Adan Salazar

With voters in two states displaying overwhelming support for the legalization of the leafy green substance for recreational use, and an additional state legalizing the plant’s recommendation for medical use, the U.S. Drug Enforcement Agency’s (DEA) detrimental War on Drugs is sure to have its hands full during Obama’s next four years.



Yesterday, Washington and Colorado both approved measures allowing the possession of up to an ounce of marijuana for people 21 and older.


According to, Colorado’s Amendment 64 also allows the possession of up to six marijuana plants so long as only three are in their flowering stages.


“It would create a system of state-licensed cultivation, manufacturing, and testing facilities and state-licensed retail stores. Local governments would have the option of regulating or prohibiting such facilities. The amendment would also require the state legislature to enact legislation governing industrial hemp cultivation, processing, and sale, and to create an excise tax on wholesale marijuana sales,” Philip Smith of Stop the Drug War writes.


Washington’s Initiative 502 is slightly more aggressive. It legalizes possession, “but does not allow personal cultivation, except by medical marijuana patients.” The measure also allows the state to levy a 25% excise duty or tax on sales, unquestionably a boon for Washington considering California generated $2 billion in revenue in 2008 which provided $100 million in state tax.


Also last night, citizens of Massachusetts voted to legalize medical marijuana for medical use for people with “debilitating medical conditions,” likely upsetting the former Governor and presidential election loser “Mittens” Romney. “The law eliminates state criminal and civil penalties for the medical use of marijuana by people with cancer, hepatitis C, Parkinson’s disease, Lou Gehrig’s disease, AIDS or other conditions determined by a patient’s doctor,” writes the Associated Press.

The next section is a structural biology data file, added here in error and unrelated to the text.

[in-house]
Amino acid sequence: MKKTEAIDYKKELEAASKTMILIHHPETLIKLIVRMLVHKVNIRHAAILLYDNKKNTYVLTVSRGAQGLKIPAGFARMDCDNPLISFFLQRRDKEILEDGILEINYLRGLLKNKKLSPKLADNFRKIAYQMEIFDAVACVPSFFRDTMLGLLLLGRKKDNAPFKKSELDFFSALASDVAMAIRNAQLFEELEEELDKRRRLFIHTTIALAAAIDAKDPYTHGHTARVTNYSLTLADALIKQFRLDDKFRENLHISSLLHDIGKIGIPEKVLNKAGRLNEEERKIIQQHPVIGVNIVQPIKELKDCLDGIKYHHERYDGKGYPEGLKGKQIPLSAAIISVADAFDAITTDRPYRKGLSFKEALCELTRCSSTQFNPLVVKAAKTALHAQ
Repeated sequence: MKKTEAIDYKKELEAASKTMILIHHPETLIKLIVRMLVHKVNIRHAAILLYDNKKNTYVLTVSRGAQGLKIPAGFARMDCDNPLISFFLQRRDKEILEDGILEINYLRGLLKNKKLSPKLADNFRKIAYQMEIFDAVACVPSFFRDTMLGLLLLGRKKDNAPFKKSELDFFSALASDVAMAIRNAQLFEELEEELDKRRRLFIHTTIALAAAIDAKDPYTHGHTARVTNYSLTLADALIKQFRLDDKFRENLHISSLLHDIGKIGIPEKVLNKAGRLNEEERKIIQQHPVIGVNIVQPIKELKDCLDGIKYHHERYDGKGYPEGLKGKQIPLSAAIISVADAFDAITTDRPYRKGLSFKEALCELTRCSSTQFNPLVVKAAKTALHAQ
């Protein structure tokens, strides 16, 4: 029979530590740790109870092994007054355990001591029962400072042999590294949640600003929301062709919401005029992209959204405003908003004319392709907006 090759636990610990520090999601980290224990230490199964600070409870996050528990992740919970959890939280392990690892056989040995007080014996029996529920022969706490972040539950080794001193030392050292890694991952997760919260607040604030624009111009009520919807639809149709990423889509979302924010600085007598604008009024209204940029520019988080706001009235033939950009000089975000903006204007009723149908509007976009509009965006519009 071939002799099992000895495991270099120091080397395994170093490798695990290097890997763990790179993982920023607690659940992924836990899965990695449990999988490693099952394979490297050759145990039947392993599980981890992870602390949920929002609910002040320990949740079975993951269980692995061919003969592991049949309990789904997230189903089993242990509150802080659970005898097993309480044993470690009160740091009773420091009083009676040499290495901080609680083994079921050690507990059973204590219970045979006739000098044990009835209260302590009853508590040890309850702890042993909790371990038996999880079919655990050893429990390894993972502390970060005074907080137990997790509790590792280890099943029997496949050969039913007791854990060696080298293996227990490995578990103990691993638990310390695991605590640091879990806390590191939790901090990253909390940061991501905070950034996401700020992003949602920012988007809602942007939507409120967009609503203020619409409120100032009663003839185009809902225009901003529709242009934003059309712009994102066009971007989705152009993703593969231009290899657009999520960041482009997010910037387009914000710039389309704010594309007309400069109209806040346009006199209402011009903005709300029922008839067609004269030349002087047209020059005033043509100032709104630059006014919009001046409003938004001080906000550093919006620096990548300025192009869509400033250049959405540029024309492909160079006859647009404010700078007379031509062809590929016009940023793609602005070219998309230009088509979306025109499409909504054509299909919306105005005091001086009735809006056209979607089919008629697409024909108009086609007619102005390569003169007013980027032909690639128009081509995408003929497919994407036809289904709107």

CBS reports the federal government’s laws regarding cannabis “remain unchanged” despite state’s approval of ballot measures.


The DEA has consistently maintained that marijuana is a narcotic as dangerous as heroin (but apparently not so dangerous that it would prevent you from becoming president…twice) and categorize it as a Schedule I drug in the Controlled Substances Act, meaning it’s thought to have a “high potential for abuse…no accepted medicinal value in treatment in the United States, and evidence that there is a general lack of accepted safety for its use even under medical supervision,” although more than a dozen states now allow some type of provision allowing medical cannabis use.


In the past, the DEA has raided dispensaries in many states, however, the precise number of raids is unavailable. Mike Riggs of writes this is done intentionally to promote fear of the feds and keep tax payers, dispensary owners, caregivers, and patients in the dark about why they were raided.


“While the lack of press releases and the use of sealed records are two different issues, they go hand in hand. Sealing a record gives the DEA and the DOJ a perfectly legitimate reason to say no comment to whoever raises questions about these operations, even if the records are sealed on spurious grounds,” wrote Riggs in September.


Despite Obama’s early 2008 campaign promises to consider legalization and a book written describing his high school “pothead” days, countless DEA raids on medical pot dispensaries (not to mention raw food suppliers) have taken place on his watch.


As the overall consensus on the plant seems to be swaying in its favor and with fresh states eager to jump on the waterfall of excise taxes that are sure to flood in, it should only be a matter of time before the DEA concedes defeat in their doomed war on cannabis.

Watch the DEA’s Chief Administrator argue that marijuana is as bad as heroin and meth.